Impressive biographies, fine policy positions. But do the candidates sound presidential? Their vocal cords — as much as the substance of their words — could influence who becomes the next president, claim the people who study, measure, “focus-group” and coach the human voice. “Voice matters — it’s what sells,” says John Daly, a University of Texas communications professor who has written a book about persuasion. To gauge what the candidates’ voices say about their appeal, The Wall Street Journal asked Washington voice coach Susan Miller of VoiceTrainer LLC to analyze the voices of seven Democrats and five Republicans by pitch, speed, and two measures of variability — how loud and soft their voices are, and how high and low they go. Ms. Miller also toted up the “ums” and “ahs” in two 20-second samples of each candidate’s voice. The vocal-cord primary, like the campaign itself so far, is inconclusive. But our unscientific poll of Ms. Miller and other leading voice experts suggests: Among the Republicans, former Massachusetts Gov. Mitt Romney’s and television actor Thompson’s baritones win on authority, but lose on energy. On the Democratic side, New York Sen. Hillary Rodham Clinton’s and Illinois Sen. Barack Obama’s voices convey caring. But Mrs. Clinton can sound shrill and Mr. Obama can lack forcefulness. The best voice “probably can’t be determined,” cautions Texas’s Mr. Daly.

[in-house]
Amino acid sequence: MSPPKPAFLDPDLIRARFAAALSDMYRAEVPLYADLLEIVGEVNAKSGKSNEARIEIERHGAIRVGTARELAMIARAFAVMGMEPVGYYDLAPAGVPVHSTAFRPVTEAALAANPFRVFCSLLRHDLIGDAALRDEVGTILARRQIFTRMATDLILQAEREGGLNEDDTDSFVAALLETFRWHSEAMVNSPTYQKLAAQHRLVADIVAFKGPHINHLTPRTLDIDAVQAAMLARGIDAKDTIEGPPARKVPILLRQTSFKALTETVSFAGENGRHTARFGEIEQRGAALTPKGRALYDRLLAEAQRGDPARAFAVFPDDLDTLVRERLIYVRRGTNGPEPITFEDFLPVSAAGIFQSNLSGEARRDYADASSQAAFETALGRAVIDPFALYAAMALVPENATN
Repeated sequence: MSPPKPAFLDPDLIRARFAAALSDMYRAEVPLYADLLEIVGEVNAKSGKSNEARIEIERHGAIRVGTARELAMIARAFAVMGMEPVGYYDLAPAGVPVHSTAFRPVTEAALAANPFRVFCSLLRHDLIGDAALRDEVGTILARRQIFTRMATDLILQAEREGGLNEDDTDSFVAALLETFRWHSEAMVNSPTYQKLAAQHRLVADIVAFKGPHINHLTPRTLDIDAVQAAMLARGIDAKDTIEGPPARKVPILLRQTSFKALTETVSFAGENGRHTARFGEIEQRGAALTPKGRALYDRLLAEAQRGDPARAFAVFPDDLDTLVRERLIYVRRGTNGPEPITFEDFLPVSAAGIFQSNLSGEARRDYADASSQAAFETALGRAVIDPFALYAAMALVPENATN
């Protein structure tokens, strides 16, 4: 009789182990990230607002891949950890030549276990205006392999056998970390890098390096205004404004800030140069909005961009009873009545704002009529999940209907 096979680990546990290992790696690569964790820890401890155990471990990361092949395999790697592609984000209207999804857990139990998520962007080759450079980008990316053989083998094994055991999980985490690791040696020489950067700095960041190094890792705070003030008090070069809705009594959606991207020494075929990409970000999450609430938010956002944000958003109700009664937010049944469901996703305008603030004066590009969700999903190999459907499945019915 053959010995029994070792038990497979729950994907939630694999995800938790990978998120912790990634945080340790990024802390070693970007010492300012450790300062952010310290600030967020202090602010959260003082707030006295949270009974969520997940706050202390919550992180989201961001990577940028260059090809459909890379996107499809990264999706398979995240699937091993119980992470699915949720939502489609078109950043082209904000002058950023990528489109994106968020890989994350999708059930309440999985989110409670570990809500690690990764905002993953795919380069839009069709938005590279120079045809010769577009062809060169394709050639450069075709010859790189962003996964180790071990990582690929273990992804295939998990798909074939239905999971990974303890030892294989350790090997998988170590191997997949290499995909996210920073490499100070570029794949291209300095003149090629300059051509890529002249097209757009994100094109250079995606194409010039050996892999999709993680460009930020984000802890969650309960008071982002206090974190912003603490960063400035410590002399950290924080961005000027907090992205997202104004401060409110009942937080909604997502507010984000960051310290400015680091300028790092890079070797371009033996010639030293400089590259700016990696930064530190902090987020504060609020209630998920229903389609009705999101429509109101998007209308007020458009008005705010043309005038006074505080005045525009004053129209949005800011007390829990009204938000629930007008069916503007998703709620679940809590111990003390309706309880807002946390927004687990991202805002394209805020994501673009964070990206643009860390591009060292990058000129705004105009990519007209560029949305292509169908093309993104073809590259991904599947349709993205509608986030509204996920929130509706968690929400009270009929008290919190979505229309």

The Wall Street Journal
Talk Is Cheap in Politics, But a Deep Voice Helps
Vocal Experts Measure Candidates’ Likability; Toting Up ‘Ums’ and ‘Ahs’